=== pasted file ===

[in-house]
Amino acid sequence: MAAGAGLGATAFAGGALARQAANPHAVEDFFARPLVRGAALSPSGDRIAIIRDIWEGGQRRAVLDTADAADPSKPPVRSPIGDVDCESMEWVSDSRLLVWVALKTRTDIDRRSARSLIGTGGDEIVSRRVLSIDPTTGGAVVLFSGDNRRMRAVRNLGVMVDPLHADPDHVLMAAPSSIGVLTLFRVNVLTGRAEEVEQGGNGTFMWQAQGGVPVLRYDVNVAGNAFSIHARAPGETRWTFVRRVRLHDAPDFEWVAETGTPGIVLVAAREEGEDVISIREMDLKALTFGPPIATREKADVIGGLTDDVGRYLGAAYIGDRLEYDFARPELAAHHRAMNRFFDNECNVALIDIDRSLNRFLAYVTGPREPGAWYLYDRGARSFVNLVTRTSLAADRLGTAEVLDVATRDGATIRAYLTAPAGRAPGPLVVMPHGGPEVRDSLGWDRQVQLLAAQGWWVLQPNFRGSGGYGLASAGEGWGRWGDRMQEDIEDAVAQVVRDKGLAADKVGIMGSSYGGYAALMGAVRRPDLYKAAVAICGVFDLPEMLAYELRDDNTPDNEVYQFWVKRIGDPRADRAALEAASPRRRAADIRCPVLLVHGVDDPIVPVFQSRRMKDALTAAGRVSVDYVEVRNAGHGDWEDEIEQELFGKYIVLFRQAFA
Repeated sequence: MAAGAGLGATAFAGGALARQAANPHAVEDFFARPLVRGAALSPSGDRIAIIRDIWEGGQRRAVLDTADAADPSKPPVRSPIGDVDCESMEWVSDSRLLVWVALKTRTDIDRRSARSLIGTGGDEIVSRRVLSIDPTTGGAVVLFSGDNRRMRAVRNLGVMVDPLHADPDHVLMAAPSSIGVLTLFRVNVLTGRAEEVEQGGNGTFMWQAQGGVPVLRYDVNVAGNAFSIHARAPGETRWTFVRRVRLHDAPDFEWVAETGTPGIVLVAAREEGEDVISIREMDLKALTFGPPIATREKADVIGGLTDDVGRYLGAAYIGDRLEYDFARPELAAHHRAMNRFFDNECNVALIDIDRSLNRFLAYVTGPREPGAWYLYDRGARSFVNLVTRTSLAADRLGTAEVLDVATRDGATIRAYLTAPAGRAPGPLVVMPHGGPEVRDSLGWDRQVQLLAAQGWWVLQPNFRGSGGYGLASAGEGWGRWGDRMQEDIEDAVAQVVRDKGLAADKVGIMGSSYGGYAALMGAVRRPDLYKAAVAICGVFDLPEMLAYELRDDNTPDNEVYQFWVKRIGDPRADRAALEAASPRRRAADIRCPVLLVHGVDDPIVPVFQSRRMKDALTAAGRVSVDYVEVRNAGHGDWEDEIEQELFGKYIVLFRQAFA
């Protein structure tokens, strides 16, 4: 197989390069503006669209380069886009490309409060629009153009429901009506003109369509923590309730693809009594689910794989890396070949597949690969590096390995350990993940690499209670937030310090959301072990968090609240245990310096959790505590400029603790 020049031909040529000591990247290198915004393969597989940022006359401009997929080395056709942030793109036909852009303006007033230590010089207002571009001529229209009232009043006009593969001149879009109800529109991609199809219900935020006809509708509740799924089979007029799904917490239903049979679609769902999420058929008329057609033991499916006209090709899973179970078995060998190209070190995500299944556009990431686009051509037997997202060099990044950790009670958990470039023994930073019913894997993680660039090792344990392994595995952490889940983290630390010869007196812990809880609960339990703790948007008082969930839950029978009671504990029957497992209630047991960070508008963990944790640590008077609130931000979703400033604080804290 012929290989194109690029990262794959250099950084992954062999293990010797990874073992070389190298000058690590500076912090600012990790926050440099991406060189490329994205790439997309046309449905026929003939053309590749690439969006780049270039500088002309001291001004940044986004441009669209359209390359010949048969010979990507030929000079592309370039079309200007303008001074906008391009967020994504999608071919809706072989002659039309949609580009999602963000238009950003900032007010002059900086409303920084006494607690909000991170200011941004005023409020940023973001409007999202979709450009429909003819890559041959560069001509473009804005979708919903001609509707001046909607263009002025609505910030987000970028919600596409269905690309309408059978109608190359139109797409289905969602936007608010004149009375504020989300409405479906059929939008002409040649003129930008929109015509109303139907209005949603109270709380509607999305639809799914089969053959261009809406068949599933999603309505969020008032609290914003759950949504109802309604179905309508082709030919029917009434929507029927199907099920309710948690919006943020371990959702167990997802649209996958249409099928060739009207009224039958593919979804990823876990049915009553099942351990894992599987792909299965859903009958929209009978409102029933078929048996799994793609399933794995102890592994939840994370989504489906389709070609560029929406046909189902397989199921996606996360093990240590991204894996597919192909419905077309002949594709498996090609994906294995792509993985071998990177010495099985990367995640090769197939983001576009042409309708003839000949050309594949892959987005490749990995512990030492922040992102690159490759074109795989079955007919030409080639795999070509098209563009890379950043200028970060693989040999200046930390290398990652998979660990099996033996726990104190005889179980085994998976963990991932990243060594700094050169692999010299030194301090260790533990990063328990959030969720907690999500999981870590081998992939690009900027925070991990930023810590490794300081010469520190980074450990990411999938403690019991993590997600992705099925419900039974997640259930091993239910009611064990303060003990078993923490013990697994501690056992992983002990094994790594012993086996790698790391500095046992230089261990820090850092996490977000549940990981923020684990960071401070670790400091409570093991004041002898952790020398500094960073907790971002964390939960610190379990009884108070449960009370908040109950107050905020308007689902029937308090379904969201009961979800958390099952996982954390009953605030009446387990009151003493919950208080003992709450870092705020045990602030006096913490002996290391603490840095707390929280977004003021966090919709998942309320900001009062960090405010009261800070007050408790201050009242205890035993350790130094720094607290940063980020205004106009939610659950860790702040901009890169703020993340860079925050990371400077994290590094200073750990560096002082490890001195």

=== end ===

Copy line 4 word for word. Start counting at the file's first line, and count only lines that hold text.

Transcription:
């Protein structure tokens, strides 16, 4: 197989390069503006669209380069886009490309409060629009153009429901009506003109369509923590309730693809009594689910794989890396070949597949690969590096390995350990993940690499209670937030310090959301072990968090609240245990310096959790505590400029603790 020049031909040529000591990247290198915004393969597989940022006359401009997929080395056709942030793109036909852009303006007033230590010089207002571009001529229209009232009043006009593969001149879009109800529109991609199809219900935020006809509708509740799924089979007029799904917490239903049979679609769902999420058929008329057609033991499916006209090709899973179970078995060998190209070190995500299944556009990431686009051509037997997202060099990044950790009670958990470039023994930073019913894997993680660039090792344990392994595995952490889940983290630390010869007196812990809880609960339990703790948007008082969930839950029978009671504990029957497992209630047991960070508008963990944790640590008077609130931000979703400033604080804290 012929290989194109690029990262794959250099950084992954062999293990010797990874073992070389190298000058690590500076912090600012990790926050440099991406060189490329994205790439997309046309449905026929003939053309590749690439969006780049270039500088002309001291001004940044986004441009669209359209390359010949048969010979990507030929000079592309370039079309200007303008001074906008391009967020994504999608071919809706072989002659039309949609580009999602963000238009950003900032007010002059900086409303920084006494607690909000991170200011941004005023409020940023973001409007999202979709450009429909003819890559041959560069001509473009804005979708919903001609509707001046909607263009002025609505910030987000970028919600596409269905690309309408059978109608190359139109797409289905969602936007608010004149009375504020989300409405479906059929939008002409040649003129930008929109015509109303139907209005949603109270709380509607999305639809799914089969053959261009809406068949599933999603309505969020008032609290914003759950949504109802309604179905309508082709030919029917009434929507029927199907099920309710948690919006943020371990959702167990997802649209996958249409099928060739009207009224039958593919979804990823876990049915009553099942351990894992599987792909299965859903009958929209009978409102029933078929048996799994793609399933794995102890592994939840994370989504489906389709070609560029929406046909189902397989199921996606996360093990240590991204894996597919192909419905077309002949594709498996090609994906294995792509993985071998990177010495099985990367995640090769197939983001576009042409309708003839000949050309594949892959987005490749990995512990030492922040992102690159490759074109795989079955007919030409080639795999070509098209563009890379950043200028970060693989040999200046930390290398990652998979660990099996033996726990104190005889179980085994998976963990991932990243060594700094050169692999010299030194301090260790533990990063328990959030969720907690999500999981870590081998992939690009900027925070991990930023810590490794300081010469520190980074450990990411999938403690019991993590997600992705099925419900039974997640259930091993239910009611064990303060003990078993923490013990697994501690056992992983002990094994790594012993086996790698790391500095046992230089261990820090850092996490977000549940990981923020684990960071401070670790400091409570093991004041002898952790020398500094960073907790971002964390939960610190379990009884108070449960009370908040109950107050905020308007689902029937308090379904969201009961979800958390099952996982954390009953605030009446387990009151003493919950208080003992709450870092705020045990602030006096913490002996290391603490840095707390929280977004003021966090919709998942309320900001009062960090405010009261800070007050408790201050009242205890035993350790130094720094607290940063980020205004106009939610659950860790702040901009890169703020993340860079925050990371400077994290590094200073750990560096002082490890001195």